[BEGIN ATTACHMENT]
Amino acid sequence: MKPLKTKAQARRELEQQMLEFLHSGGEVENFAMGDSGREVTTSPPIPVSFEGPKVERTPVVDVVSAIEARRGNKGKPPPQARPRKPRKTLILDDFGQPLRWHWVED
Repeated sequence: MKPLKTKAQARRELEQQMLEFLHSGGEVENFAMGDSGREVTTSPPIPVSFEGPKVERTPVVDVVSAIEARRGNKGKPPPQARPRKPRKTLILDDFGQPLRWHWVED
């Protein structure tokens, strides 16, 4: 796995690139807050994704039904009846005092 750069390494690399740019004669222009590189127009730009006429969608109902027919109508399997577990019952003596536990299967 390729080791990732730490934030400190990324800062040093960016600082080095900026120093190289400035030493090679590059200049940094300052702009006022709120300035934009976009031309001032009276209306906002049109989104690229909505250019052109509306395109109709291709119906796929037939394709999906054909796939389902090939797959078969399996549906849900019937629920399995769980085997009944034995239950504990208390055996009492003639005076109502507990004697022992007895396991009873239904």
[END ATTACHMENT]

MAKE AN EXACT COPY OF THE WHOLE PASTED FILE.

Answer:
Amino acid sequence: MKPLKTKAQARRELEQQMLEFLHSGGEVENFAMGDSGREVTTSPPIPVSFEGPKVERTPVVDVVSAIEARRGNKGKPPPQARPRKPRKTLILDDFGQPLRWHWVED
Repeated sequence: MKPLKTKAQARRELEQQMLEFLHSGGEVENFAMGDSGREVTTSPPIPVSFEGPKVERTPVVDVVSAIEARRGNKGKPPPQARPRKPRKTLILDDFGQPLRWHWVED
């Protein structure tokens, strides 16, 4: 796995690139807050994704039904009846005092 750069390494690399740019004669222009590189127009730009006429969608109902027919109508399997577990019952003596536990299967 390729080791990732730490934030400190990324800062040093960016600082080095900026120093190289400035030493090679590059200049940094300052702009006022709120300035934009976009031309001032009276209306906002049109989104690229909505250019052109509306395109109709291709119906796929037939394709999906054909796939389902090939797959078969399996549906849900019937629920399995769980085997009944034995239950504990208390055996009492003639005076109502507990004697022992007895396991009873239904």